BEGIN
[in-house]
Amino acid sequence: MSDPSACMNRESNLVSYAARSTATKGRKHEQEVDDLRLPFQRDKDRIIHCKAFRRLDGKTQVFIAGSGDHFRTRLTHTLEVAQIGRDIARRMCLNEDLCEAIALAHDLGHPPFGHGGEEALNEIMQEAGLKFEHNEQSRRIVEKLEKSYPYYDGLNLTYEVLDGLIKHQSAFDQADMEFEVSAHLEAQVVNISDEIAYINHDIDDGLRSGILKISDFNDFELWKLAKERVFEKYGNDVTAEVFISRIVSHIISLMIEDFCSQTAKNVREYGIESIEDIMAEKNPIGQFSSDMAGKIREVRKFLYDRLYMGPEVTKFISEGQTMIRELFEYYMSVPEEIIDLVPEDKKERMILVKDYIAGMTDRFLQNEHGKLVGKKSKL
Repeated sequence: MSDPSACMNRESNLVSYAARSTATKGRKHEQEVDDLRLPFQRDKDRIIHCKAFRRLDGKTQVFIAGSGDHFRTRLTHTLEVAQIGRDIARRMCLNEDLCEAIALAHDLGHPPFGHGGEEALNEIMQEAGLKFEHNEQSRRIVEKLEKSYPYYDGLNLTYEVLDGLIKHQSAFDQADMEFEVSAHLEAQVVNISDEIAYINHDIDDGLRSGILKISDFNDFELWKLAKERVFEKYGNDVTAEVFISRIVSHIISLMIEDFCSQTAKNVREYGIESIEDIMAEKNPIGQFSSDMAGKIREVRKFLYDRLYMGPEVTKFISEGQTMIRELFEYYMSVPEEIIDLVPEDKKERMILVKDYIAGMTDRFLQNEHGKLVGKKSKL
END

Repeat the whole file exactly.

[in-house]
Amino acid sequence: MSDPSACMNRESNLVSYAARSTATKGRKHEQEVDDLRLPFQRDKDRIIHCKAFRRLDGKTQVFIAGSGDHFRTRLTHTLEVAQIGRDIARRMCLNEDLCEAIALAHDLGHPPFGHGGEEALNEIMQEAGLKFEHNEQSRRIVEKLEKSYPYYDGLNLTYEVLDGLIKHQSAFDQADMEFEVSAHLEAQVVNISDEIAYINHDIDDGLRSGILKISDFNDFELWKLAKERVFEKYGNDVTAEVFISRIVSHIISLMIEDFCSQTAKNVREYGIESIEDIMAEKNPIGQFSSDMAGKIREVRKFLYDRLYMGPEVTKFISEGQTMIRELFEYYMSVPEEIIDLVPEDKKERMILVKDYIAGMTDRFLQNEHGKLVGKKSKL
Repeated sequence: MSDPSACMNRESNLVSYAARSTATKGRKHEQEVDDLRLPFQRDKDRIIHCKAFRRLDGKTQVFIAGSGDHFRTRLTHTLEVAQIGRDIARRMCLNEDLCEAIALAHDLGHPPFGHGGEEALNEIMQEAGLKFEHNEQSRRIVEKLEKSYPYYDGLNLTYEVLDGLIKHQSAFDQADMEFEVSAHLEAQVVNISDEIAYINHDIDDGLRSGILKISDFNDFELWKLAKERVFEKYGNDVTAEVFISRIVSHIISLMIEDFCSQTAKNVREYGIESIEDIMAEKNPIGQFSSDMAGKIREVRKFLYDRLYMGPEVTKFISEGQTMIRELFEYYMSVPEEIIDLVPEDKKERMILVKDYIAGMTDRFLQNEHGKLVGKKSKL